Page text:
The iconography of the two artists' elements was designed to complement each other, with a painted sequence of scenes from the Infancy of Christ and within, carved scenes of the Adoration of the Magi, the Crucifixion in the centre, and the Entombment of Christ, flanked by saints on the inside of the side-panels. Above there is elaborate Gothic tracery with small figures of saints and angels. The whole of both works is either gilded or painted. The Altar of Saints and Martyrs is 159 cm high, and 252 cm wide with the wings open. For the Retable of the Crucifixion the equivalent figures are 167 cm and 252 cm.The retables were transported to Dijon from Dendermonde in August 1391, but were returned to Flanders a year later. There, the painting and gilding was finished by Broederlam at his studio in Ypres; guild regulations usually mandated that the carving and painting or guilding were performed by members of different guilds. They were returned to Champmol, approved by a committee including Claus Sluter, and installed by the end of 1399, after which de Baerze disappears from documented records.
The altarpieces were moved after the French Revolution to the Musée des Beaux-Arts de Dijon, along with the Broederlam panels, which now, unlike at the time of their creation, receive more attention than the carvings, as they are of great significance in the development of Early Netherlandish painting, and painting is generally of greater interest to modern art historians than sculpture. De Baerze's two retables are probably the earliest Netherlandish examples to survive complete, although there were evidently many more such works in existence by this date, and the form probably developed first in the Low Countries. With hardly any works from the period to compare to those in Dijon, it is hard to assess the originality of de Baerze, or his place in the tradition, though he clearly participates in the International Gothic style of the period. Presumably most of his work was for local churches and religious houses. In fact the iconoclasm after the Reformation was so destructive of Netherlandish wood-carved altars that only a few fragments survive there from the following eighty years, while Germany has many examples.Other smaller carvings attributed to de Baerze survive, including the 28 cm high figure from an altar crucifix which formed part of the Champmol commission, now in the Art Institute of Chicago, and a St George in the Mimara Museum in Zagreb.Jean-Baptiste d'Huez
Jean-Baptiste Cyprien d'Huez (1728 – 27 October 1793) was a French sculptor.Jean-Jacques Caffieri
Jean-Jacques Caffieri (29 April 1725 - 22 June 1792) was a French sculptor. He was appointed sculpteur du Roi to Louis XV and later afforded lodgings in the Galeries du Louvre. He designed the fine rampe d'escalier which still adorns the Palais Royal. He is better known for his portrait busts, in terracotta or marble: his bust of Madame du Barry is at the Hermitage Museum, St Petersburg. He made a name with his busts of Pierre Corneille and Jean Racine for the foyer of the Comédie Française.Jean Tassel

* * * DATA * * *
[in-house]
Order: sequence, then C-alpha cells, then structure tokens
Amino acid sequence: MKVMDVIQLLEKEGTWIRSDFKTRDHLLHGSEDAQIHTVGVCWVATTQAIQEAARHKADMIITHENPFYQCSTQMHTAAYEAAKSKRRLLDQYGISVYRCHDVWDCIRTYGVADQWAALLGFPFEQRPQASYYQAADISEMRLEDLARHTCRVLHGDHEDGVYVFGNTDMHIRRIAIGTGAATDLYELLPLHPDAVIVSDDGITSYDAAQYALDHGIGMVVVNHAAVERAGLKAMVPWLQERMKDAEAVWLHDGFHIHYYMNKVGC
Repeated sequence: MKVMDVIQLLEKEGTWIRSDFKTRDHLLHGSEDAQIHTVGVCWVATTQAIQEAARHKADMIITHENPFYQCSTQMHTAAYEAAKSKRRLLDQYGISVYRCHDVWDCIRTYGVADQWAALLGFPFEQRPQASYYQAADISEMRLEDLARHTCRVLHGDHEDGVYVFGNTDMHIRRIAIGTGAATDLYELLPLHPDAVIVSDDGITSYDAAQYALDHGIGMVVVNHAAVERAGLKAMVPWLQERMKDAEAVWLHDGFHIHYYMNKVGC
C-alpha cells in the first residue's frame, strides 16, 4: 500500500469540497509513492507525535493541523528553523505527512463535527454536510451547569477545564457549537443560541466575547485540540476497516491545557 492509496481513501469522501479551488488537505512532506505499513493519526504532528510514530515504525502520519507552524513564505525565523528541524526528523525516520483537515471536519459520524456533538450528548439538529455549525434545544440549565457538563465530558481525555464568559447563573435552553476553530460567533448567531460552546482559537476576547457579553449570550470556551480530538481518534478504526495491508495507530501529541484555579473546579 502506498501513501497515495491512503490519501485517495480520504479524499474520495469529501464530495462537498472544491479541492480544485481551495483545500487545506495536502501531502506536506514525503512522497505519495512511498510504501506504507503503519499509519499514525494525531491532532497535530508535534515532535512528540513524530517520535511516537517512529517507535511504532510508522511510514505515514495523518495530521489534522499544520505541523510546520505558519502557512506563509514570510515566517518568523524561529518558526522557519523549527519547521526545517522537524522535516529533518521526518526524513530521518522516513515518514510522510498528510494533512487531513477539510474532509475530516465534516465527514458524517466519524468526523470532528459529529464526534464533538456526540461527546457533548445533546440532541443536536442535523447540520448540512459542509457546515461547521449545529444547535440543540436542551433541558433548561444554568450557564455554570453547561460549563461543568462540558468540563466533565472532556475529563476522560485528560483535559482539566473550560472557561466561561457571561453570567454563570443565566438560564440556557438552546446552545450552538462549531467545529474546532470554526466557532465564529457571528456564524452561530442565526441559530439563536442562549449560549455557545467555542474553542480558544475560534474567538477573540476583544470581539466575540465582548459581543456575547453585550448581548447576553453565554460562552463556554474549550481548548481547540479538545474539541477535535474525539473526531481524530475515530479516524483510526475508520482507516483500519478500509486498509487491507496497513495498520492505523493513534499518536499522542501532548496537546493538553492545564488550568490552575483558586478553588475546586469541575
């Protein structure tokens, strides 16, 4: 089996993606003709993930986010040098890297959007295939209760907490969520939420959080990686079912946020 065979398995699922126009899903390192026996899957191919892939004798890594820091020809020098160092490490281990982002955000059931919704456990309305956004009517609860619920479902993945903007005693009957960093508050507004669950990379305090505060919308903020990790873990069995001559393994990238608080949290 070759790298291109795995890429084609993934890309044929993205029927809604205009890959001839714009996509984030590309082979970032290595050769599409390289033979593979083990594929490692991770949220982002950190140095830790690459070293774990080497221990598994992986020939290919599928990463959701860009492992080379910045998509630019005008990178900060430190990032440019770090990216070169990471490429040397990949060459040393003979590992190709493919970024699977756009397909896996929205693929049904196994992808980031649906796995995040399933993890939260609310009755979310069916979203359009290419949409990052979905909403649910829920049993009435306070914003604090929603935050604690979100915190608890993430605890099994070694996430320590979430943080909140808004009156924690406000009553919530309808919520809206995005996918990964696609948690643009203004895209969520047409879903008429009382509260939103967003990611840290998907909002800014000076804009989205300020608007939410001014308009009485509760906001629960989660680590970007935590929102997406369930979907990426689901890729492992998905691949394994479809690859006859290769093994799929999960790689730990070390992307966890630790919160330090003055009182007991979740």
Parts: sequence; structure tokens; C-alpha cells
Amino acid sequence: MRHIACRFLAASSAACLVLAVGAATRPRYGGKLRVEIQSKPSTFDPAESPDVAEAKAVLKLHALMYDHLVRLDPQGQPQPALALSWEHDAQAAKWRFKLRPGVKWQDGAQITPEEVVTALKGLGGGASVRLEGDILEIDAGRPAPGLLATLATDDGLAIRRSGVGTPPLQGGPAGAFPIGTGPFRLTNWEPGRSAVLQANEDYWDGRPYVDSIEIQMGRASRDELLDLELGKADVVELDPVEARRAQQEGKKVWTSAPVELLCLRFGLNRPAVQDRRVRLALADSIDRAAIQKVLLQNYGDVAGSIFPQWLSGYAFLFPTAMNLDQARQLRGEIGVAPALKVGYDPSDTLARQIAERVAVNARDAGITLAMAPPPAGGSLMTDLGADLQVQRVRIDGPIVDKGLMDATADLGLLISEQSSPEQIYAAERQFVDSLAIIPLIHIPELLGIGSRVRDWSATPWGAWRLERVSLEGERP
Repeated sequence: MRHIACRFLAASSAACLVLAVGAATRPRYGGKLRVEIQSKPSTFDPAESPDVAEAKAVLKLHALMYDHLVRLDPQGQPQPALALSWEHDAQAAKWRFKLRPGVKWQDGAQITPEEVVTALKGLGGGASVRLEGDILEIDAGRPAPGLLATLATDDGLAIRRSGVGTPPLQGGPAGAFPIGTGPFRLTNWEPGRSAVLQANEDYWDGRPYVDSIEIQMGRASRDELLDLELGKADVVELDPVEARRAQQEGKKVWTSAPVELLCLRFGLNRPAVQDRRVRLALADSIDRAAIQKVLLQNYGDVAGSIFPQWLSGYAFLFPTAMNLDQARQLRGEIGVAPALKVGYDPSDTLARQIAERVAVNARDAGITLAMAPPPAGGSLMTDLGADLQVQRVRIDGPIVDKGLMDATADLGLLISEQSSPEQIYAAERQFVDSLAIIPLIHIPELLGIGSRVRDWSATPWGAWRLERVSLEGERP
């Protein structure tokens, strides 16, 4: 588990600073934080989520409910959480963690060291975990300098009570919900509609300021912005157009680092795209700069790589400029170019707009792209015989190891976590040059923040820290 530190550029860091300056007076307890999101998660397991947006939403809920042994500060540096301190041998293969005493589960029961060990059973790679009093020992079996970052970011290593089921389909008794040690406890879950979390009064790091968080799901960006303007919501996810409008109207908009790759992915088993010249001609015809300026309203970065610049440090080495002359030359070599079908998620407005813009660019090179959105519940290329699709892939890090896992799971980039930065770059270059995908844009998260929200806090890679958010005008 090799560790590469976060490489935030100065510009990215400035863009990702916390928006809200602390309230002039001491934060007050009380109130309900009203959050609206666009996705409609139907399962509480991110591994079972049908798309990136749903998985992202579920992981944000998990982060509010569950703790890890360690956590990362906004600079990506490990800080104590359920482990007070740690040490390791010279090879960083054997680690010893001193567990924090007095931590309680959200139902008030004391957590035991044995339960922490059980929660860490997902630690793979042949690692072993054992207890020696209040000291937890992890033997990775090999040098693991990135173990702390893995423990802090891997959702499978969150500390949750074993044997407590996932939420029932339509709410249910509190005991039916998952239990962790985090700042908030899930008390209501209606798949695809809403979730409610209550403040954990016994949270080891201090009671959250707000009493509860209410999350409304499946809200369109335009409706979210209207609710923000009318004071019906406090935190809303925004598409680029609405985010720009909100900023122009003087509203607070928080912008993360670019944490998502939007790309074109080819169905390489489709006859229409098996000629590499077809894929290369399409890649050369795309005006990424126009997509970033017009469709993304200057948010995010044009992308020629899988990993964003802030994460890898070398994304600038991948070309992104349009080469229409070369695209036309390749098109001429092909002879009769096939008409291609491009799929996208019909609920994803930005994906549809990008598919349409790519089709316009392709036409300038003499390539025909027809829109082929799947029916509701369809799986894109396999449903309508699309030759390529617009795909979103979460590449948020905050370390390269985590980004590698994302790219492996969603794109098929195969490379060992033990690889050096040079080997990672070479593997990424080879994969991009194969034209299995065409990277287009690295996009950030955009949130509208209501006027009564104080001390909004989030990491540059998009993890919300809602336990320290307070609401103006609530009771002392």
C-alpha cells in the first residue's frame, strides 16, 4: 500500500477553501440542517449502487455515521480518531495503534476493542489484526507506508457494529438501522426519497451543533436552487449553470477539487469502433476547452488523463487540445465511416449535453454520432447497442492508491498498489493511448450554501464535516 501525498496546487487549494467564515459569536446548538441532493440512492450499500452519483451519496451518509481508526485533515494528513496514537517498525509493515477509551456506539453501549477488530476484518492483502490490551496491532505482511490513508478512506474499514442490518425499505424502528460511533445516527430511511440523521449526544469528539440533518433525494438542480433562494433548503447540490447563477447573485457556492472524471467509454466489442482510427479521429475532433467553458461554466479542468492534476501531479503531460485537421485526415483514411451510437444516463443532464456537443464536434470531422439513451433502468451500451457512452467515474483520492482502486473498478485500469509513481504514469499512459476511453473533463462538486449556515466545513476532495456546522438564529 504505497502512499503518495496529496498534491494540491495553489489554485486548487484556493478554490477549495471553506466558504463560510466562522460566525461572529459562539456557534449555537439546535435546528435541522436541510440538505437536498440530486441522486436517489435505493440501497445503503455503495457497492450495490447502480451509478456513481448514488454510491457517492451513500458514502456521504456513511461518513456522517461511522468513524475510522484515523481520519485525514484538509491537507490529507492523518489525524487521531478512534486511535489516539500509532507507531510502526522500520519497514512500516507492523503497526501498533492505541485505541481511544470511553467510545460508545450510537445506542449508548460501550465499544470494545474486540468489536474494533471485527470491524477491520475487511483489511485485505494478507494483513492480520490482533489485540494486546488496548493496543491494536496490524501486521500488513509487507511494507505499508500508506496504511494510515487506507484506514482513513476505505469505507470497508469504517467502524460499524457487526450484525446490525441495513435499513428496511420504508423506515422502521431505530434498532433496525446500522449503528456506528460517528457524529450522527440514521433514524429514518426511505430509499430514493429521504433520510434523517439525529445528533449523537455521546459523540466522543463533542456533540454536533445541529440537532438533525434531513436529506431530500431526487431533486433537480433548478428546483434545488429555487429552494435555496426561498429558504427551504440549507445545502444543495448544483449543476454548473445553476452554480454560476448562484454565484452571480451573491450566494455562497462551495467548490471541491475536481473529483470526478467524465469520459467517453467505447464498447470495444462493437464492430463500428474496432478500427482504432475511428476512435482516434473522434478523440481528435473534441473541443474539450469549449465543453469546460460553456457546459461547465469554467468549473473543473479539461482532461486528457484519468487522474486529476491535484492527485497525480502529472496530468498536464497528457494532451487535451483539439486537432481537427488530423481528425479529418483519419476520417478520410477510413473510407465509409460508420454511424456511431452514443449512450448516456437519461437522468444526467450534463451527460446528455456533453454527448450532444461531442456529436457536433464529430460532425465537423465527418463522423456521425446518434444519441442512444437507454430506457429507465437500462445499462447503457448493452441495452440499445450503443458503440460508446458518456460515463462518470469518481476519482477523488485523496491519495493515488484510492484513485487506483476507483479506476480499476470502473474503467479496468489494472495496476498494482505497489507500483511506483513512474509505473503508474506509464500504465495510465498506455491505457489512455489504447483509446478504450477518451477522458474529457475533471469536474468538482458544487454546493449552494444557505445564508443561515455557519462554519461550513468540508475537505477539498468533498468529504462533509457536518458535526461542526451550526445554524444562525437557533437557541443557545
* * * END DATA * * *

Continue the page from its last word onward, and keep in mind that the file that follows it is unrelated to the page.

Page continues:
Jean Tassel (20 March 1608, Langres - 6 April 1667, Langres) was a French painter who specialized in mythological and genre scenes. He also did some portraits.Jean de la Huerta
Jean de la Huerta (1413–1462) was a Spanish sculptor.
De la Huerta remained relatively unknown until the end of the 20th century, uncovered by the research of the Musée des Beaux-Arts de Dijon in 1972. In collaboration with Antoine Le Moiturier, he sculpted the tombs for Duke John the Fearless and Margaret of Bavaria, which currently reside at the Palace of the Dukes of Burgundy. The job was originally assigned to the workshop of Claus Sluter, but went to Le Moiturier and De la Huerta.List of works by François Rude
Famous above all for the iconic sculpture "La Marseillaise" on the Arc de Triomphe de l’Étoile, François Rude was born in Dijon on 4 January 1781, the son of a coppersmith/locksmith. Apprenticed to his father, an injury made him unsuitable for forge-work, leading to his attending François Devosges's famous École de Dessin in Dijon where he was soon to show his artistic talent. He developed a relationship with Louis Frémiet, under whose patronage he began to study in 1805 with Pierre Cartellier in Paris at the studio of Edme Gaulle. By 1809 his work began to be noticed, winning him several awards. In 1815, having saved enough money, he left Paris for Rome, but due to political conditions, he ended up in Brussels once again living with the Frémiets. Whilst in Brussels he married Sophie Frémiet, an accomplished painter and they were to become a formidable force in the art world. In Brussels he executed his first bust of Louis David, gaining him much notice. They returned to Paris in 1827 where they remained until his death on 3 November 1855.Madame Georges Anthony and Her Two Sons
Madame Georges Anthony and Her Two Sons is a 1796 oil on canvas group portrait by Pierre-Paul Prud'hon, now in the Museum of Fine Arts of Lyon, which acquired it in 1892.
Two years earlier he had fled Paris to escape the Thermidorian Reaction following Robespierre's fall. He took refuge in a family home at Rigny near Gray occupied by the postmaster Georges Anthony, his wife Louise (née Demandre) and their children. As a thank-you for their hospitality, Prud'hon painted this work and a portrait of Georges beside a horse (musée des Beaux-Arts de Dijon), both completed in 1796, the year he left their home. During the restoration of the musée des Beaux-Arts de Dijon in 2016 the paintings were briefly reunited in Lyon.Melchior Broederlam
Melchior Broederlam (born Ypres, perhaps c. 1350; died Ypres?, after 1409) was one of the earliest Early Netherlandish painters to whom surviving works can be confidently attributed. He worked mostly for Philip the Bold, Duke of Burgundy, and is documented from 1381 to 1409. Although only a single large pair of panel paintings can confidently be attributed to him, no history of Western painting can neglect his contribution.Nativity (Campin)